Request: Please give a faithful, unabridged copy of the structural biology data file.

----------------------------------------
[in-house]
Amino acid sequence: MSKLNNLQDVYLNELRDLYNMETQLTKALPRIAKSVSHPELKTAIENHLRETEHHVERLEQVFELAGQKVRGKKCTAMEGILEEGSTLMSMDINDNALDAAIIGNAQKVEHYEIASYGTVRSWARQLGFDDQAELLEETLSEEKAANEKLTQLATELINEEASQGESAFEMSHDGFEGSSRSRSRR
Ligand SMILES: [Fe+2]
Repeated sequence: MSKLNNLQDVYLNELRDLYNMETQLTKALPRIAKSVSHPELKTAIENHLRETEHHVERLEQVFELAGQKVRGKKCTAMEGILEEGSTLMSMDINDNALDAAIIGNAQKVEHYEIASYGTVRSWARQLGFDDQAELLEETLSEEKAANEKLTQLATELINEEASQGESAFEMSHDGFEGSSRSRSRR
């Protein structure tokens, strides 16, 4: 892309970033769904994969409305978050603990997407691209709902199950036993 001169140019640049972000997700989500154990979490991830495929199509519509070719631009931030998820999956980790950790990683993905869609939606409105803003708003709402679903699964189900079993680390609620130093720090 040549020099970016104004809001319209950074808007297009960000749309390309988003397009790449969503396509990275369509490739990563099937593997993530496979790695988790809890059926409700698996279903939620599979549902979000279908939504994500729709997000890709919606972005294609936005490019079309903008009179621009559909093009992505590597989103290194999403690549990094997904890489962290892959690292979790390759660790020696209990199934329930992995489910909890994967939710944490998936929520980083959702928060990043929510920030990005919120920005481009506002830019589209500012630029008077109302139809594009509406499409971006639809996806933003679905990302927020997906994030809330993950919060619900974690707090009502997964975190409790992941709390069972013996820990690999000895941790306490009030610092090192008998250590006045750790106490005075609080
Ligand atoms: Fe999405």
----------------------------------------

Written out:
[in-house]
Amino acid sequence: MSKLNNLQDVYLNELRDLYNMETQLTKALPRIAKSVSHPELKTAIENHLRETEHHVERLEQVFELAGQKVRGKKCTAMEGILEEGSTLMSMDINDNALDAAIIGNAQKVEHYEIASYGTVRSWARQLGFDDQAELLEETLSEEKAANEKLTQLATELINEEASQGESAFEMSHDGFEGSSRSRSRR
Ligand SMILES: [Fe+2]
Repeated sequence: MSKLNNLQDVYLNELRDLYNMETQLTKALPRIAKSVSHPELKTAIENHLRETEHHVERLEQVFELAGQKVRGKKCTAMEGILEEGSTLMSMDINDNALDAAIIGNAQKVEHYEIASYGTVRSWARQLGFDDQAELLEETLSEEKAANEKLTQLATELINEEASQGESAFEMSHDGFEGSSRSRSRR
């Protein structure tokens, strides 16, 4: 892309970033769904994969409305978050603990997407691209709902199950036993 001169140019640049972000997700989500154990979490991830495929199509519509070719631009931030998820999956980790950790990683993905869609939606409105803003708003709402679903699964189900079993680390609620130093720090 040549020099970016104004809001319209950074808007297009960000749309390309988003397009790449969503396509990275369509490739990563099937593997993530496979790695988790809890059926409700698996279903939620599979549902979000279908939504994500729709997000890709919606972005294609936005490019079309903008009179621009559909093009992505590597989103290194999403690549990094997904890489962290892959690292979790390759660790020696209990199934329930992995489910909890994967939710944490998936929520980083959702928060990043929510920030990005919120920005481009506002830019589209500012630029008077109302139809594009509406499409971006639809996806933003679905990302927020997906994030809330993950919060619900974690707090009502997964975190409790992941709390069972013996820990690999000895941790306490009030610092090192008998250590006045750790106490005075609080
Ligand atoms: Fe999405």